After child support orders are issued in some Illinois cases, the parents who are ordered to pay child support try to do everything that they can to avoid their obligations. Some parents try to evade their child support orders by moving out of state. When they do, they may be punished under federal law.

Passed in 1998, the Deadbeat Parents Punishment Act provides penalties for parents who move to other states in attempts to avoid paying child support. Parents who move with the intent to avoid paying child support and who don’t make payments for one year or longer may be convicted if they owe $5,000 or more. Parents who move to evade child support and who haven’t made payments for two years or more totaling at least $10,000 also may be convicted under the act.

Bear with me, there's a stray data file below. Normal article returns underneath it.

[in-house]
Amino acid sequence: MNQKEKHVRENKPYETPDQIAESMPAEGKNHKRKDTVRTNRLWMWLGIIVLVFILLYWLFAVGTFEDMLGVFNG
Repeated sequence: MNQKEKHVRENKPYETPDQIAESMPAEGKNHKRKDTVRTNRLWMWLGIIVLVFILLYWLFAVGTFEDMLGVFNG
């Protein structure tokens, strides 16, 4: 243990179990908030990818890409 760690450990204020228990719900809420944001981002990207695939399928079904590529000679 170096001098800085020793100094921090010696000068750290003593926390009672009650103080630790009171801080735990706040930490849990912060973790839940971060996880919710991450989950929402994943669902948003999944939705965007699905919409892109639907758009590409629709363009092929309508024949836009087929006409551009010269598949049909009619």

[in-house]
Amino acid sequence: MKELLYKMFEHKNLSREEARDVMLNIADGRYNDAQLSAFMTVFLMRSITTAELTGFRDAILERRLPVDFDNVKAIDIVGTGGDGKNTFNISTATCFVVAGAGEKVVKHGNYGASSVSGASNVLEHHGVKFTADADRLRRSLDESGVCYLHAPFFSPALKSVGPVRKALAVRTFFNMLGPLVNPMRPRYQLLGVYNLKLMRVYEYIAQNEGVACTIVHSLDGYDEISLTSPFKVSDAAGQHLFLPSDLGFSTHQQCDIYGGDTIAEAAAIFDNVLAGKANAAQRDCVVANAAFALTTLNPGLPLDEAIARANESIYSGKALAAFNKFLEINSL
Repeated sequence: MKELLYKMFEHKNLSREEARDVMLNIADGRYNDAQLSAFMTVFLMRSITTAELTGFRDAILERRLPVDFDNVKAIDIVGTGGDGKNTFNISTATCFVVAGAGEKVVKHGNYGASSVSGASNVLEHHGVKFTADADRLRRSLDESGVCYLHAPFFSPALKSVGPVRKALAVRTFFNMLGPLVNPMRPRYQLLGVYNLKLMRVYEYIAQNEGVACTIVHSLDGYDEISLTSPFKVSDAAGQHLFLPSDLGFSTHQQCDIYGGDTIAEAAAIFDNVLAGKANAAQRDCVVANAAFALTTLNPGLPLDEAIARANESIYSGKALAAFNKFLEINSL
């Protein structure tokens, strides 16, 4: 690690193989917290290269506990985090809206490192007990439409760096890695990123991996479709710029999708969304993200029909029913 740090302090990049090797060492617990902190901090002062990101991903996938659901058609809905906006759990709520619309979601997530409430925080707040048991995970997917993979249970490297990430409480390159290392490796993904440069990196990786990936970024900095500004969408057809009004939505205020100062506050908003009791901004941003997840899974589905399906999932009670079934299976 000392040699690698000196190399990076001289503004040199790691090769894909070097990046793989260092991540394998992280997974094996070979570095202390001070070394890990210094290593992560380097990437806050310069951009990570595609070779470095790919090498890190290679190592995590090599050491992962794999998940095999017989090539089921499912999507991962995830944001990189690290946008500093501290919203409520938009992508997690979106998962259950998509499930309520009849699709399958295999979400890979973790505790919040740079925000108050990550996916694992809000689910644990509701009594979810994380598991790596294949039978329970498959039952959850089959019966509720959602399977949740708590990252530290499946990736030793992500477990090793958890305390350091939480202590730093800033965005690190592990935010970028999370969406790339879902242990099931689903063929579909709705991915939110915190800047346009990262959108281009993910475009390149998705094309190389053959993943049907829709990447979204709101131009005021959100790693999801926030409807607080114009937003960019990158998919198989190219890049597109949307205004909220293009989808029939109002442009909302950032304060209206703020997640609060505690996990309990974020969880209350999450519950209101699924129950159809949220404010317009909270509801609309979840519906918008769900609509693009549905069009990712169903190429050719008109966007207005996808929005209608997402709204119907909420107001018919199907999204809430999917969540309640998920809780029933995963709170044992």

A case may be filed where the parent lives. It may also be filed in the jurisdiction where the child lives or where the child support was ordered. Finally, a case may be filed under the act in any federal court. In addition to being ordered to pay restitution in the amount of the owed child support, parents who are convicted of first offenses may be jailed for up to six months. Parents who are convicted of second offenses may be sentenced to spend up to two years in jail.

Child support obligations do not disappear, and arrears amounts must be paid. People whose financial circumstances have changed to a degree that they are unable to afford their current amounts might want to talk to family law attorneys about modifying their child support orders with the court. Parents who are owed child support by deadbeats may want to ask for help in recovering the money that they are owed from their family law attorneys.